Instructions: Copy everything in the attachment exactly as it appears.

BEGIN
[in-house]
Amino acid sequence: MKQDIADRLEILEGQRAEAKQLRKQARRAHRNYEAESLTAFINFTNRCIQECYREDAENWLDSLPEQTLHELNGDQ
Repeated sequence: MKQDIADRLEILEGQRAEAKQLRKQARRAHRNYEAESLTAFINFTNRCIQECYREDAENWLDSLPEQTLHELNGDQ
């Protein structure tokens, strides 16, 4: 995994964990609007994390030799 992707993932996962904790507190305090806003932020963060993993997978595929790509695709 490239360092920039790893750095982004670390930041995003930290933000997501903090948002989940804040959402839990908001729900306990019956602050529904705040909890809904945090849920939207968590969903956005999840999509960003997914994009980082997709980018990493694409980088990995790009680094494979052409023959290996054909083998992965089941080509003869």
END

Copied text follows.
[in-house]
Amino acid sequence: MKQDIADRLEILEGQRAEAKQLRKQARRAHRNYEAESLTAFINFTNRCIQECYREDAENWLDSLPEQTLHELNGDQ
Repeated sequence: MKQDIADRLEILEGQRAEAKQLRKQARRAHRNYEAESLTAFINFTNRCIQECYREDAENWLDSLPEQTLHELNGDQ
């Protein structure tokens, strides 16, 4: 995994964990609007994390030799 992707993932996962904790507190305090806003932020963060993993997978595929790509695709 490239360092920039790893750095982004670390930041995003930290933000997501903090948002989940804040959402839990908001729900306990019956602050529904705040909890809904945090849920939207968590969903956005999840999509960003997914994009980082997709980018990493694409980088990995790009680094494979052409023959290996054909083998992965089941080509003869």